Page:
Your shingles can’t handle protecting your house on their own. Many different parts make up a roof; the vents, facia, eavestroughs, and flashings all work hard to protect your home. So, you should regularly inspect the different parts of your roof and make sure you consult a professional contractor if you suspect that something is wrong.
The soffits of your roof are the perforated pieces that run underneath your eaves, facing the ground. While they may initially seem insignificant, the soffits play a vital role in the well-being of your roof.
Their first function is the ventilation of your roof.
The soffit vents allow the cool exterior air to move up and out of your attic to prevent the warm air from remaining inside. This helps improve the cost-efficiency of heating and cool your home by maintaining a neutral temperature in your attic.
An unvented or poorly ventilated soffit, in turn, can trap extreme heat or cold inside your roof and encourage moisture build-up that can become mould in your attic.
Read our article about the importance of having functioning vents and proper insulation in your attic in ‘Roof Vents and Attic Insulation – How They Extend the Life of Your Roof.’
Aesthetically, the soffits hide the rafters from view and help prevent mould and mildew from setting into the wood. By protecting the rafters from heavy rainfall and snow build-up, the soffit prevents critical areas of your home from moisture damage.
Similar and often grouped with soffit, fascia is the solid piece above the soffit, facing outwards. Unlike the soffit, it’s unvented and therefore used primarily as a barrier between your home and runoff moisture and potential critters that would like to nest in your attic.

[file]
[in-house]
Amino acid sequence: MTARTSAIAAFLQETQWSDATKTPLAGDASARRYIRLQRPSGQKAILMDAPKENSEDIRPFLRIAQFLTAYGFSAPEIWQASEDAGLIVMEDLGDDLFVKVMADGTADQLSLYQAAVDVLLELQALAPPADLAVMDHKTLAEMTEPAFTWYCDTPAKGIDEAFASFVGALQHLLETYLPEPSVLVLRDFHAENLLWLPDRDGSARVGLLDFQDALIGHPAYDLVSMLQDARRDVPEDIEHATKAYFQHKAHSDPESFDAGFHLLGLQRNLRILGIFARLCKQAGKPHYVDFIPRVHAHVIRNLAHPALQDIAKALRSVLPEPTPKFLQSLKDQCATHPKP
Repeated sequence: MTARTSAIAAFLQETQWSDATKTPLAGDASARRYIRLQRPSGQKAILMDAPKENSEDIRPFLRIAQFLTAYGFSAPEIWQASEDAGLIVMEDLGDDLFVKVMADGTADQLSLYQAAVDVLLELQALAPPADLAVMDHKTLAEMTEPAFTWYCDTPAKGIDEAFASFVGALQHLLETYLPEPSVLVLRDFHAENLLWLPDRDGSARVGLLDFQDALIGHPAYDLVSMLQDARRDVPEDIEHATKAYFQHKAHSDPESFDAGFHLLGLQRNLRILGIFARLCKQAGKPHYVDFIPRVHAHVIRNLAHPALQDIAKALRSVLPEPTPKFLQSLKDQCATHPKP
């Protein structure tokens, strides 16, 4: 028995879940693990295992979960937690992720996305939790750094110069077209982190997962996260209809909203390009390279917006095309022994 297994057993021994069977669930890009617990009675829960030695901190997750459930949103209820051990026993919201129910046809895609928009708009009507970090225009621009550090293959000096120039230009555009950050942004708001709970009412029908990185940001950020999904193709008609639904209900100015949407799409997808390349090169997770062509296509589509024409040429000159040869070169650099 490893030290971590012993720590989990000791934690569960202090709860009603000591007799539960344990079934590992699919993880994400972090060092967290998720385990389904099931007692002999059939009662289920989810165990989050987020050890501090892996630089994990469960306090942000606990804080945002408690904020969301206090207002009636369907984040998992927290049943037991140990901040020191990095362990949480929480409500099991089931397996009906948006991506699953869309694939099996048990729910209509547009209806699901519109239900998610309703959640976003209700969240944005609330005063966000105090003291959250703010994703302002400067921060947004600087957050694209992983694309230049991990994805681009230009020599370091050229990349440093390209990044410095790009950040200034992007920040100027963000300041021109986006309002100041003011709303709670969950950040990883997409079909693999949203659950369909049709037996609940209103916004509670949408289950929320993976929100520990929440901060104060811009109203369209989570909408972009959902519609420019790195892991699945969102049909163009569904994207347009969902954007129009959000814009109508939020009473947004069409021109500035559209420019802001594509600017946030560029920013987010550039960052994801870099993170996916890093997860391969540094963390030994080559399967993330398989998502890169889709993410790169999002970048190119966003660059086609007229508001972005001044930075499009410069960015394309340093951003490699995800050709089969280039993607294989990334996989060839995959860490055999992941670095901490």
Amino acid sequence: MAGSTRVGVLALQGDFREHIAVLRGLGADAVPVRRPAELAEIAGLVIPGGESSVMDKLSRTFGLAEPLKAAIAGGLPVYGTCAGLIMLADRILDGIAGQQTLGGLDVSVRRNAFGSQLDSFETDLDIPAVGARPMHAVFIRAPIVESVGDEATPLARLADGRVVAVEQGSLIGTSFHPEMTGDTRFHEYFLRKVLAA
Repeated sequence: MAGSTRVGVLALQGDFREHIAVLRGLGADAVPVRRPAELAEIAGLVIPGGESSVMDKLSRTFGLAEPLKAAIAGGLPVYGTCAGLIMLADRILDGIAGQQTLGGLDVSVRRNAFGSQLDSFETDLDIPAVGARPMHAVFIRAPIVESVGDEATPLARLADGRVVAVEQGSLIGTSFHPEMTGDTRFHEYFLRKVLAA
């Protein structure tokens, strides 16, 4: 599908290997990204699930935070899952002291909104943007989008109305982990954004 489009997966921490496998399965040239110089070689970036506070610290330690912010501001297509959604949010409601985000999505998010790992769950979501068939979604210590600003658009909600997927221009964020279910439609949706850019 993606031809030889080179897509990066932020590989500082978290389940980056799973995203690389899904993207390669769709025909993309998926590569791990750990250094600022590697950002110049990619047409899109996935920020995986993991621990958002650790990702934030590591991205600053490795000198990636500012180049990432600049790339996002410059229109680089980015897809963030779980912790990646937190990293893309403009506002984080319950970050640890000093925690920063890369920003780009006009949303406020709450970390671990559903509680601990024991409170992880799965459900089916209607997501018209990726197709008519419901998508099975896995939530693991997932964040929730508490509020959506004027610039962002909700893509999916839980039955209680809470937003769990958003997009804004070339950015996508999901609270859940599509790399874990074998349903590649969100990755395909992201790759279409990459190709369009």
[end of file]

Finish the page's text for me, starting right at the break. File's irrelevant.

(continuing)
It also holds up the weight of the gutter, which is no easy task during heavy rainfall or through the winter thaw characteristic of our region. This sort of heavy wear and tear means that the fascia can be aesthetically damaged: to keep your house looking its best and ensure that your roof continues to function, keep a close eye on the fascia, primarily where it supports the gutter.
Most homeowners are familiar with the maintenance of their gutter system that requires them to continue to work correctly. Its role in moisture management of the home is extensive: the job of directing excess water does more than protect your home from water damage.
Draining excess precipitation at a controlled speed protects plants close to the overhang of your roof and maintains your soil quality. The system also redirects potential floods that could end up in your basement.
The eavestrough provides the water somewhere to go and a path to take to that destination. This prevents physical and flood damage to the home and yard, as well as keeping your roof safe from rot and mould.
Flashings are bent metal or plastic pieces that help direct water away from under the shingles. Their application and caulking must be precise, so you must research the roofing contractor to ensure they have experience and that their workers are professionally trained.
The quality of your shingles and the quality of their installation is the most valuable research you will do when getting a new roof. Read our helpful article ‘When is a More Expensive Shingle Worth it: Lessons From Moneyball.’
Thinking of buying a new home? The pitch of your roof helps snow exit cleanly off of your roof. Read more in our article ‘What is Roof Pitch and Why is it Important?’.